14 Influential Infographic Examples to Inspire You
The infographic started to rise as a trend in 2011/2012 when they became popular as linkbait for generating links. They quickly exploded to the point where everyone and their florist was trying to share an infographic that they ‘thought you might want to share’ and ‘please link to me.’
Subsequently, the quality of infographics degraded, and the perception of this style of data visualization was damaged.
‘Infographic’ as a search term peaked in 2015 but still holds strong today.
I’m a huge advocate of infographics and data visualization and was sad to see this beautiful artform ground down and misused.
What is an Infographic?
The very first infographic is sometimes considered as John Snow’s Cholera map in 1854 or William Playfair’s trade-balance time-series chart in 1786. For some, it could be ancient Egyptian hieroglyphics.
What is agreed, is that Infographics have been used to communicate complex information for a long time.
To define, an infographic is a visual representation of information that can be grasped easily and quickly.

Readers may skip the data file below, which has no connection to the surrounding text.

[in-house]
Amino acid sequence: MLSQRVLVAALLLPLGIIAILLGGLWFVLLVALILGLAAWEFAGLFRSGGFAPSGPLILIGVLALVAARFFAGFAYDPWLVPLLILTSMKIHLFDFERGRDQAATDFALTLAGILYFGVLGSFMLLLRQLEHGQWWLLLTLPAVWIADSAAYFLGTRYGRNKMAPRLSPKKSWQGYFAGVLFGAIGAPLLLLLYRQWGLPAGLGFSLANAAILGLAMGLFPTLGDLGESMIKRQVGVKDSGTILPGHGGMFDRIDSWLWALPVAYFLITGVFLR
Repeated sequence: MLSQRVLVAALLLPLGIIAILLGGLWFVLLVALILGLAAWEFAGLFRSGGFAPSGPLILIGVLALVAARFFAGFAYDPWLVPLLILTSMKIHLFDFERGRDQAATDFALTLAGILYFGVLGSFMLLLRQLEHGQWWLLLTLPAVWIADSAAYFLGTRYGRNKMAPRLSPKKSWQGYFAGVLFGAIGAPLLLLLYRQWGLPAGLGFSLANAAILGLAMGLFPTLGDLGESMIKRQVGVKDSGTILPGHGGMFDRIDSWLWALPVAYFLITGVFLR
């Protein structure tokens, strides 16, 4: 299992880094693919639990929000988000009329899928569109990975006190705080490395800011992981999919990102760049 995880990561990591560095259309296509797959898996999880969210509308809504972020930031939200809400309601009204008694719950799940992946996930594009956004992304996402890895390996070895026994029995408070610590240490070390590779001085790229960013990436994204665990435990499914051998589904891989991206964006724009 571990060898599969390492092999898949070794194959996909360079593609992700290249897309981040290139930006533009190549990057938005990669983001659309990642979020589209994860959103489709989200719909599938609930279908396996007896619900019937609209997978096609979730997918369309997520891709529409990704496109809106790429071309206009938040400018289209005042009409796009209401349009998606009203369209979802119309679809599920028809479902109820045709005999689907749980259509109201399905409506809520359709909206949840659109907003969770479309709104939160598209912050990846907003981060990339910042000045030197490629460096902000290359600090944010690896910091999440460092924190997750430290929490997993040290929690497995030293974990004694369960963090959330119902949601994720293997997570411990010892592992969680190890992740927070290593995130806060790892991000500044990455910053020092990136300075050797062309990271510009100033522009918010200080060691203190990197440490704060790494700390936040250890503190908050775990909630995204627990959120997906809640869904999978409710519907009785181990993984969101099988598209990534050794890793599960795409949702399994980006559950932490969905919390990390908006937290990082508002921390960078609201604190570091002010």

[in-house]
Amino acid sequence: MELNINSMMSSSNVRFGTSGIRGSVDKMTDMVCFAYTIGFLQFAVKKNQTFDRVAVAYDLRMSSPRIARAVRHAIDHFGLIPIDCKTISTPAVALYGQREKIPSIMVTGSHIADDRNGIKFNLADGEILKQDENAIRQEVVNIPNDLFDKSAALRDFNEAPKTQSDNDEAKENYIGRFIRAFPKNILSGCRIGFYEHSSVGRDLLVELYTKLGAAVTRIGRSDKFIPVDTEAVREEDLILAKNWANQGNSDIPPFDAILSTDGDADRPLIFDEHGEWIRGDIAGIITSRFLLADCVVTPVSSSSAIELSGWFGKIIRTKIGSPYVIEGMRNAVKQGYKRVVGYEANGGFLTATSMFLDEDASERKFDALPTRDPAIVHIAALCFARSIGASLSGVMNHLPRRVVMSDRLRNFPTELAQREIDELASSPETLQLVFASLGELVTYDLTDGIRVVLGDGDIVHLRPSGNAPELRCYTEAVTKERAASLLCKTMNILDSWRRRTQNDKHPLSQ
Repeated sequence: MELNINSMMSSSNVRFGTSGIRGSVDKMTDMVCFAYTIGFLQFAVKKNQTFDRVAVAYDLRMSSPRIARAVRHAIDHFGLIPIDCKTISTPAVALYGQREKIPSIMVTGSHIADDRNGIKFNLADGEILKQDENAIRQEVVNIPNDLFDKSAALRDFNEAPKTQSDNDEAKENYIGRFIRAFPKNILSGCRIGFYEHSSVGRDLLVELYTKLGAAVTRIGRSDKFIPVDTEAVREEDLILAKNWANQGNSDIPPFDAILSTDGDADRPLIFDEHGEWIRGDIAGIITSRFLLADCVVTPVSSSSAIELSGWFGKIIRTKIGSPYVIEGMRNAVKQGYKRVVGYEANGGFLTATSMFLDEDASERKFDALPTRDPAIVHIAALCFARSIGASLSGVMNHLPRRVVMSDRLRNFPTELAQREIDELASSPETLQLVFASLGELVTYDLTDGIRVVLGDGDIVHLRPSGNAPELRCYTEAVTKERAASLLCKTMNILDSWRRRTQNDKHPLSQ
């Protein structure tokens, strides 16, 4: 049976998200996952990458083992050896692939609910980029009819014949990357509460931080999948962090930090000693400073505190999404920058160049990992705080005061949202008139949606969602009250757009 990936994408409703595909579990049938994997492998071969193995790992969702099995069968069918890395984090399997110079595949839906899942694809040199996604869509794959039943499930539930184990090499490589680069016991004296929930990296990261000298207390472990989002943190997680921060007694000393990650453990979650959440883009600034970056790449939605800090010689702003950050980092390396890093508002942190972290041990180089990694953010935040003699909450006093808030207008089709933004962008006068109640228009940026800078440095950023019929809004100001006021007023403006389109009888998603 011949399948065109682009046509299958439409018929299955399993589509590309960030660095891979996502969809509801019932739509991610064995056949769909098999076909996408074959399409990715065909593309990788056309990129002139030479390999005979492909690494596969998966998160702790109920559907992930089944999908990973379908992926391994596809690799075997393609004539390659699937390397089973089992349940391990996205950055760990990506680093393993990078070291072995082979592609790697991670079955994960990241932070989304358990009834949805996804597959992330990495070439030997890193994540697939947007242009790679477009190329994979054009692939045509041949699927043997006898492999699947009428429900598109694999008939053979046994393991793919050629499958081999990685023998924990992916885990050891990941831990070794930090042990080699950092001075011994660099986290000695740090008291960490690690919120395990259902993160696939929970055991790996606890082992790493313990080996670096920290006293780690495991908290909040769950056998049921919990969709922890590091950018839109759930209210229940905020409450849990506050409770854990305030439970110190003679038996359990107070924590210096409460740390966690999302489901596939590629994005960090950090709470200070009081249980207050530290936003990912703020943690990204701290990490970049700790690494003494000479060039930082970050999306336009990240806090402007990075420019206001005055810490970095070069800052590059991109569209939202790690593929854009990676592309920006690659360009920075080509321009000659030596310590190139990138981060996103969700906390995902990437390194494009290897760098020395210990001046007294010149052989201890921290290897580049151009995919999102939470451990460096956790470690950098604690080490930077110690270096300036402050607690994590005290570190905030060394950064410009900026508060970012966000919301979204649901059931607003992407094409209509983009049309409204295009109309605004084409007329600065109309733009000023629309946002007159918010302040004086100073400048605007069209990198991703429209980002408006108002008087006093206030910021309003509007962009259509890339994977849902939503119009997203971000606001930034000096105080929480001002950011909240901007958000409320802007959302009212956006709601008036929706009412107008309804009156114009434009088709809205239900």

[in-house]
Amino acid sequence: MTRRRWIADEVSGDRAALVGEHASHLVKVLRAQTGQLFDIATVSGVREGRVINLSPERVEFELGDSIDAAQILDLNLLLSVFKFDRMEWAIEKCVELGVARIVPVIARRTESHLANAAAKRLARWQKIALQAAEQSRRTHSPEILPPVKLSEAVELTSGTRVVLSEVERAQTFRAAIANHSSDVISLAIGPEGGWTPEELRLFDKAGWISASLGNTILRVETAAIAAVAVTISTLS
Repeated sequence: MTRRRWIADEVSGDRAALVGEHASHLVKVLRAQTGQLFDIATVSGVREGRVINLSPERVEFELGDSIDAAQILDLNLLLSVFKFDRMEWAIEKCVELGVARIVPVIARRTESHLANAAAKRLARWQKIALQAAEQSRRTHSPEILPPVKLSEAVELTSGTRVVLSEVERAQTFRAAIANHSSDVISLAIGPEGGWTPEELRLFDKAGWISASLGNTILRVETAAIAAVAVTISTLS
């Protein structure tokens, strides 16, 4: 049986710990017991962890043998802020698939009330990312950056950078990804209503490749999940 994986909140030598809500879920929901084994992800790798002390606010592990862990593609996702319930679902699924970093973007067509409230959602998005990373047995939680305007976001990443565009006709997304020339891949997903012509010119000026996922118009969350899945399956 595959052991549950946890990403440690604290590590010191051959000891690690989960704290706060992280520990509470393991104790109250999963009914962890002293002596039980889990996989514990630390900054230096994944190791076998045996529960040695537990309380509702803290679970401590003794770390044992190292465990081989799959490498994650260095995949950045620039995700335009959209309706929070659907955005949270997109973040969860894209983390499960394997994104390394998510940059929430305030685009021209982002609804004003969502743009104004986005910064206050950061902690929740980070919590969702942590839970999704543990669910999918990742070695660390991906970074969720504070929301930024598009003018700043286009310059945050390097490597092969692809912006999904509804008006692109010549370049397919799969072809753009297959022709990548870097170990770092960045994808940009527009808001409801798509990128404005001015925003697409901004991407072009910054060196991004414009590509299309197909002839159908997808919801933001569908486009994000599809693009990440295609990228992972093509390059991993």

Pure data visualization and infographics are graphic design art forms—communication of complex information that is comprehensible and beautiful at the same time.
An infographic is not adding icons or an illustration to a paragraph of text.
What is a Good Infographic?
Creating content for outreach is not about using a medium for the medium’s sake – which is how infographics imploded.
A good infographic starts and ends with the concept and data strong enough to support the content.
If you have valuable data that others will want to cite, then how you present it is almost secondary. A bit like cooking, take quality ingredients and do as little to them as possible. If you start with weak data, then nothing will make it stand up.
Infographics still have the capacity to build great links. But, only when they have the data that is of interest to your audience.
14 Influential Infographic Examples From the Last 10 Years
For inspiration, I will share examples of infographics that were highly influential over the last 10 years.
These infographics were ground-breaking at their time of publishing and heavily imitated in their style across content marketing.
These are all true evergreen pieces of content that keep on giving through links and page views, which is the aim of all great content creation.
1. The Billion Dollar Gram
David McCandless is perhaps the most well-known infographic designer, and his work is truly brilliant. With a background in journalism for the Guardian, he understands how to take data and communicate a story in a way that a journalist wants to share.
All of his work is presented in the most elegant and beautifully minimalist way.
It wasn’t easy to choose just one of his pieces, so I would recommend checking out most of Information Is Beautiful.